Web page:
COVID-19 changed the landscape of ministry.
In the midst of this global upheaval, pastors were left scrambling to figure out how to minister in this world turned upside down.
As local mandates were handed down, many churches shifted online. Seeking to be good citizens, pastors and church leaders made the difficult call to shut their doors in the name of public health and safety.
I know; I was one of them.
While pastors remain concerned for the health and well-being of their congregations, we are beginning to learn that measures to mitigate the spread of COVID-19 came at a price.
Social distancing has been essential to slow the spread of this potentially dangerous virus, but we need to be aware of the psychological impacts of keeping our distance.
In what seemed like an instant, ministry models flipped from declaring “everyone is welcome” as they entered our worship spaces to urging members to watch our production online. Services went from interpersonal, collective worship, to Netflix-style, on-demand consumption at home.
Our faith communities were strained to hold on to our connection with our people during a turbulent time.
Technology has seemingly offered us a means of staying connected from a distance in a way that wouldn’t have been possible otherwise.
Yet, watching from home provides a sense of isolation that is hard to overcome no matter how well a virtual church service might be put together.
Distractions, lack of attention span and the absence of a shared environment limit our ability to connect via technology.
Even with the return to in-person worship in many areas of the country, social distancing guidelines have altered how we act around each other.
Gone are the days of hearty handshakes, caring hugs and gentle pats on the back. In their place is a spacious six-foot line of demarcation we dare not cross.
Psychologically, we have cut ourselves off from those around us. Afraid to get too close, we have lost, for now, part of what makes us human.
As congregations return to pre-pandemic interactions, it will take time to navigate the psychological impacts of the last 12 months.
Modern scientific research has studied the effects of physical touch and found incredible results.
Scientists at institutions such as UC Berkeley and elsewhere have found that physical touch has shown to increase weight gain in premature babies. It’s been shown to reduce depression in Alzheimer patients.
When teachers give a pat on the back, it doubles the likelihood of children speaking in class. And research is beginning to show simple eye contact and a pat on the back from doctors can lead to greater survival rates in complex diseases.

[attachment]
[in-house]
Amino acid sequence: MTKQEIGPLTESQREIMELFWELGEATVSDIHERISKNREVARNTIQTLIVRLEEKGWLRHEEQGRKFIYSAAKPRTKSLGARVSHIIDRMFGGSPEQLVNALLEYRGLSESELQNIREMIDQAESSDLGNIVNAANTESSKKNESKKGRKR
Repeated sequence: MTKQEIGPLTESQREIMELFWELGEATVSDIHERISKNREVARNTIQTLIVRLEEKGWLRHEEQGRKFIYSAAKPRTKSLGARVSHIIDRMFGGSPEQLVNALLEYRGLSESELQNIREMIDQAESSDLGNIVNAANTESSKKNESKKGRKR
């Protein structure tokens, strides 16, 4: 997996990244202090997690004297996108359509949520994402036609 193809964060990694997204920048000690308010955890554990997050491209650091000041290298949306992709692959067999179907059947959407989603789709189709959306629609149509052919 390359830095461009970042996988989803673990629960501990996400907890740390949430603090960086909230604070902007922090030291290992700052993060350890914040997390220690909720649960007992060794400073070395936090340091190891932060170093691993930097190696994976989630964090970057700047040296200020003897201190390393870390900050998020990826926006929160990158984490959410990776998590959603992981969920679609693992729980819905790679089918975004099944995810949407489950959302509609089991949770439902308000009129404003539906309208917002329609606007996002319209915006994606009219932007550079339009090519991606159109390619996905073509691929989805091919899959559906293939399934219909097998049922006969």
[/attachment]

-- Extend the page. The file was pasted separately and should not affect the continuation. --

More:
Physical touch has a broad range of positive effects on both our health and psychological well-being. Our proximity to each other and our willingness to reach out and touch one another are key components in expressing compassion, love and care.
The Bible also speaks to the importance of community and being together. In Genesis 2, we learn that it is not good for us to be alone.
From the very beginning, we were designed for community. We were created for interaction with others around us. We all have an innate desire for relationships.
The author of Hebrews reminds us again to not neglect meeting with one another. In our gathering together, we are able to encourage, strengthen and spur each other on to do what God has called us to do.
When the grieving church member calls after the loss of a loved one, nothing can replace the in-person conversation – sitting in their living room listening as they tell their story.
Words of encouragement are certainly valuable, but a pastor’s simple presence is of far more worth. Just being there can bring a comfort and a peace that a phone call cannot.
Zoom and other online platforms have allowed us to stay connected when we were not gathering in person, but they can never replace face-to-face interaction.
These digital outlets have value, and in limited circumstances can be access points for the marginalized, but they will never be the same as in-person gatherings.
Online alternatives should be viewed as last resorts rather than equal partners.